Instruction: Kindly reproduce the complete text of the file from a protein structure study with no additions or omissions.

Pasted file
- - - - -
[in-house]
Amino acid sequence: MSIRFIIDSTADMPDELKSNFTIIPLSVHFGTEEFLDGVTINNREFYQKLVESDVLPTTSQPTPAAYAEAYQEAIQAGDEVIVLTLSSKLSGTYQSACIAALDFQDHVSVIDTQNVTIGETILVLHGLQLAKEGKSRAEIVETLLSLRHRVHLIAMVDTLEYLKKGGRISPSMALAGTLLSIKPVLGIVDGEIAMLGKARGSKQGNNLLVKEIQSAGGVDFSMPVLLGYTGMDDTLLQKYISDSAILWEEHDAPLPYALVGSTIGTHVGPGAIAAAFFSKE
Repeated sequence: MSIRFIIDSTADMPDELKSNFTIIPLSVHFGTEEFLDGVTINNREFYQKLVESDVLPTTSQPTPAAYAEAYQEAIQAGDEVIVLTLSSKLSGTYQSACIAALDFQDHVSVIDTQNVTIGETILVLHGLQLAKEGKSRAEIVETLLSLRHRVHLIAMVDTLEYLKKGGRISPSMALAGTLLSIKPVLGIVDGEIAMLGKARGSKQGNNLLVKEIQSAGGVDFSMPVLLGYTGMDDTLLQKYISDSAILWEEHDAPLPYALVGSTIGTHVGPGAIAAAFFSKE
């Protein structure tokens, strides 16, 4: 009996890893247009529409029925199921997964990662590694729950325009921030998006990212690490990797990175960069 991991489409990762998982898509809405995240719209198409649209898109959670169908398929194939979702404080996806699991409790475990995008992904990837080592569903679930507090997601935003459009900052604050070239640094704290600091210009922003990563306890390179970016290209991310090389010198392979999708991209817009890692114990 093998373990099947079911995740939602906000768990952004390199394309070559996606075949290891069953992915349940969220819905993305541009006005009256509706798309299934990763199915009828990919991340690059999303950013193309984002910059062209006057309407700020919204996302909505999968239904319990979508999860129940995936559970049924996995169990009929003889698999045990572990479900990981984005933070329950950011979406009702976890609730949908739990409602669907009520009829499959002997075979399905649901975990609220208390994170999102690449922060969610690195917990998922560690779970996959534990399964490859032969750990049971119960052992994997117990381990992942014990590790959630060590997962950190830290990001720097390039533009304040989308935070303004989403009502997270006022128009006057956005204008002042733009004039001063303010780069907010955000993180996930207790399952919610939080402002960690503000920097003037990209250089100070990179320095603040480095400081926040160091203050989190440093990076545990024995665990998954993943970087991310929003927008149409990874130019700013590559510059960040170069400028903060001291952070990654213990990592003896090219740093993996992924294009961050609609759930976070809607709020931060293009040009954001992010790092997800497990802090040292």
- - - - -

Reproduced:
[in-house]
Amino acid sequence: MSIRFIIDSTADMPDELKSNFTIIPLSVHFGTEEFLDGVTINNREFYQKLVESDVLPTTSQPTPAAYAEAYQEAIQAGDEVIVLTLSSKLSGTYQSACIAALDFQDHVSVIDTQNVTIGETILVLHGLQLAKEGKSRAEIVETLLSLRHRVHLIAMVDTLEYLKKGGRISPSMALAGTLLSIKPVLGIVDGEIAMLGKARGSKQGNNLLVKEIQSAGGVDFSMPVLLGYTGMDDTLLQKYISDSAILWEEHDAPLPYALVGSTIGTHVGPGAIAAAFFSKE
Repeated sequence: MSIRFIIDSTADMPDELKSNFTIIPLSVHFGTEEFLDGVTINNREFYQKLVESDVLPTTSQPTPAAYAEAYQEAIQAGDEVIVLTLSSKLSGTYQSACIAALDFQDHVSVIDTQNVTIGETILVLHGLQLAKEGKSRAEIVETLLSLRHRVHLIAMVDTLEYLKKGGRISPSMALAGTLLSIKPVLGIVDGEIAMLGKARGSKQGNNLLVKEIQSAGGVDFSMPVLLGYTGMDDTLLQKYISDSAILWEEHDAPLPYALVGSTIGTHVGPGAIAAAFFSKE
């Protein structure tokens, strides 16, 4: 009996890893247009529409029925199921997964990662590694729950325009921030998006990212690490990797990175960069 991991489409990762998982898509809405995240719209198409649209898109959670169908398929194939979702404080996806699991409790475990995008992904990837080592569903679930507090997601935003459009900052604050070239640094704290600091210009922003990563306890390179970016290209991310090389010198392979999708991209817009890692114990 093998373990099947079911995740939602906000768990952004390199394309070559996606075949290891069953992915349940969220819905993305541009006005009256509706798309299934990763199915009828990919991340690059999303950013193309984002910059062209006057309407700020919204996302909505999968239904319990979508999860129940995936559970049924996995169990009929003889698999045990572990479900990981984005933070329950950011979406009702976890609730949908739990409602669907009520009829499959002997075979399905649901975990609220208390994170999102690449922060969610690195917990998922560690779970996959534990399964490859032969750990049971119960052992994997117990381990992942014990590790959630060590997962950190830290990001720097390039533009304040989308935070303004989403009502997270006022128009006057956005204008002042733009004039001063303010780069907010955000993180996930207790399952919610939080402002960690503000920097003037990209250089100070990179320095603040480095400081926040160091203050989190440093990076545990024995665990998954993943970087991310929003927008149409990874130019700013590559510059960040170069400028903060001291952070990654213990990592003896090219740093993996992924294009961050609609759930976070809607709020931060293009040009954001992010790092997800497990802090040292």